The American Cyclopædia (1879)/Bowditch, Nathaniel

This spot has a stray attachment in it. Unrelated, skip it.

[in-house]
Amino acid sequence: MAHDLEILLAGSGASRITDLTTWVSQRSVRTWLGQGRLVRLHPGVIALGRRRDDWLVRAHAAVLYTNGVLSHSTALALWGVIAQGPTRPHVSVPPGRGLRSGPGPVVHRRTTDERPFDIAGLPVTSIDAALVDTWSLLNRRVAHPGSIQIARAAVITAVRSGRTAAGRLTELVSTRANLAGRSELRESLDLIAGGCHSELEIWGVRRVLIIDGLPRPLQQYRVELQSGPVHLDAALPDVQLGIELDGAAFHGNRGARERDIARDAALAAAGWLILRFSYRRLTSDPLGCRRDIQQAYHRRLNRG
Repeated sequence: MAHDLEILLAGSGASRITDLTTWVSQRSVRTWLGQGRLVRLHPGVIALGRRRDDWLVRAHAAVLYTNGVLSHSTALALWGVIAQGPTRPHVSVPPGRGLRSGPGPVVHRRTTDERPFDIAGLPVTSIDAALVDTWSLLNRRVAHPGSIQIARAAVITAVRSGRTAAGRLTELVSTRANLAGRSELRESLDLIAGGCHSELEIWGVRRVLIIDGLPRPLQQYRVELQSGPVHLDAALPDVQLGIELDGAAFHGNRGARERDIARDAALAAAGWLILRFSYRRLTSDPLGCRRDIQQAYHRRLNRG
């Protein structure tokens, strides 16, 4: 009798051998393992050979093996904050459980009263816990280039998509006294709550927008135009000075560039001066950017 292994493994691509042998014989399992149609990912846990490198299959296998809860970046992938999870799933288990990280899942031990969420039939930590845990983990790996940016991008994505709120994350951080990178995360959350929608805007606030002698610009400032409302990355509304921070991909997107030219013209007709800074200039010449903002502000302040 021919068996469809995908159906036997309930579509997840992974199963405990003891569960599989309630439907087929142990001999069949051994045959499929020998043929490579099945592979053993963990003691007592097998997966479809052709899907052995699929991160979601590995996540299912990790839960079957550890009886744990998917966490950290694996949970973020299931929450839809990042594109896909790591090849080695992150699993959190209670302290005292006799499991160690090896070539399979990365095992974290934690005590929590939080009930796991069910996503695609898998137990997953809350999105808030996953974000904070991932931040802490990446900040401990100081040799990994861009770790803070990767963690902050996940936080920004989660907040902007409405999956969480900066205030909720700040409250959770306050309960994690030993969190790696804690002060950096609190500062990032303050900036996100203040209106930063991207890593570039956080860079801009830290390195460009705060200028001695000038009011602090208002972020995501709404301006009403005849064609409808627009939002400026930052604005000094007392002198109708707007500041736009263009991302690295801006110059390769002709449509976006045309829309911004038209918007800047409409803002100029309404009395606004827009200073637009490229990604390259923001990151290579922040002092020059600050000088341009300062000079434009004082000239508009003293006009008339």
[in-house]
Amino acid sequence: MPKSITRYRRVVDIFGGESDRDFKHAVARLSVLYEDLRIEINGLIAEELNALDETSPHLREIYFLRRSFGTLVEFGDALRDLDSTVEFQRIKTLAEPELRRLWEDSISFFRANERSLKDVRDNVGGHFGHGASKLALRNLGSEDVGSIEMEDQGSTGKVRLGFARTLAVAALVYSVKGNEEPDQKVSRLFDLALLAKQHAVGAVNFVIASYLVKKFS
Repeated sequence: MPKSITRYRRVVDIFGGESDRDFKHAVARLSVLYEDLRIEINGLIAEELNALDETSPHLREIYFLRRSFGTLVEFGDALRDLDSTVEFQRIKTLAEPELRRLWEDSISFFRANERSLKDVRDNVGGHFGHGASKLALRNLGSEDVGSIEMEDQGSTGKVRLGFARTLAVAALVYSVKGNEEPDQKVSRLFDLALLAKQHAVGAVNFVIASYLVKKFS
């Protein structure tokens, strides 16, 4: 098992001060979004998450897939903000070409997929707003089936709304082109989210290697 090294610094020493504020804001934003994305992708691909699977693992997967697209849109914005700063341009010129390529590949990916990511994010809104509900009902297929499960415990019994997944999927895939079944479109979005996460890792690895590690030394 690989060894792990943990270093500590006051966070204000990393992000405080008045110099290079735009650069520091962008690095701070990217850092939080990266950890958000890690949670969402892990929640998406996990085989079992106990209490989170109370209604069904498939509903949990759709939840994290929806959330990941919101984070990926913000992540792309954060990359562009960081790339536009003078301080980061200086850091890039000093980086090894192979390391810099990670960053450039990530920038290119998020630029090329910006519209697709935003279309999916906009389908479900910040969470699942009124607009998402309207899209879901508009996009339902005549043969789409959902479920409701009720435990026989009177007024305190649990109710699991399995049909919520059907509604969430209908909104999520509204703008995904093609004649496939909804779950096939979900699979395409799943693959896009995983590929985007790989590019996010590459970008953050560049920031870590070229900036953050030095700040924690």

BOWDITCH, Nathaniel, an American mathematician, born in Salem, Mass., March 26, 1773, died in Boston, March 16, 1838. The son of a cooper, he was sent to school till 10 years of age, and was then taken into his father's shop. He was soon transferred to a ship chandlery, and remained in this business till he made his first voyage in 1795. His education and all his labors in mathematics were accomplished by improving his leisure while pursuing other avocations. An English sailor taught him the elements of navigation. He began the study of Latin alone, that he might read the Principia of Newton; and later in life he taught himself Spanish, Italian, and German. Between 1795 and 1803 he made five long voyages, successively as clerk, supercargo, and master, to the East Indies, Portugal, and the Mediterranean. On his return from his last voyage he arrived off Salem by night in a violent snow storm, and with no other guide than his reckoning, confirmed by a single glimpse of the light on Baker's island, found his way safely into the harbor. In 1802 he published his “New American Practical Navigator,” which passed through many editions, and was esteemed the best work of the sort ever published (English ed. by Kirby, London, 1802). On the close of his seafaring life, he was elected president of the Essex fire and marine insurance company, which situation he held till 1823. His attachment to his native place made him decline the chair of mathematics in Harvard university in 1808, in the university of Virginia in 1818, and at West Point in 1820. Among his productions were a chart of remarkable beauty and exactness of the harbors of Salem, Marblehead, Beverly, and Manchester; many contributions, chiefly on astronomical subjects, to the “Transactions” of the American academy of arts and sciences; the article on modern astronomy in vol. xx. of the “North American Review;” and many articles in the American edition of “Rees's Cyclopaedia.” He completed between 1814 and 1817 the great undertaking on which his fame chiefly rests, a translation of the Mécanique céleste of Laplace (4 vols., 1829-'38); the 5th volume, which Laplace had added to his work many years after the other, was subsequently issued under the editorial care of Prof. B. Peirce, accompanied by an elaborate commentary. It was estimated that there were at that time but two or perhaps three persons in America, and not more than 12 in Great Britain, who were able to read the original work critically. The French astronomer, thoroughly master of the mighty subject, very often omitted intermediate steps in his demonstrations, and grasped the conclusion without showing the process. It was the design of Dr. Bowditch to supply these deficiencies. Another object was to record subsequent discoveries, to continue the original work to the latest date, and to subjoin parallel passages from geometers who had treated of the same subjects. A third object was to show the sources from which Laplace had derived assistance. The elucidations and commentaries form more than half the work as produced by Dr. Bowditch. In 1823 he became actuary of the Massachusetts hospital life insurance company in Boston. During the latter years of his life he was a trustee of the Boston Athenæum, president of the American academy of arts and sciences, and a member of the corporation of Harvard college.—See “Memoir of Nathaniel Bowditch,” by his son, N. I. Bowditch (Boston, 1839).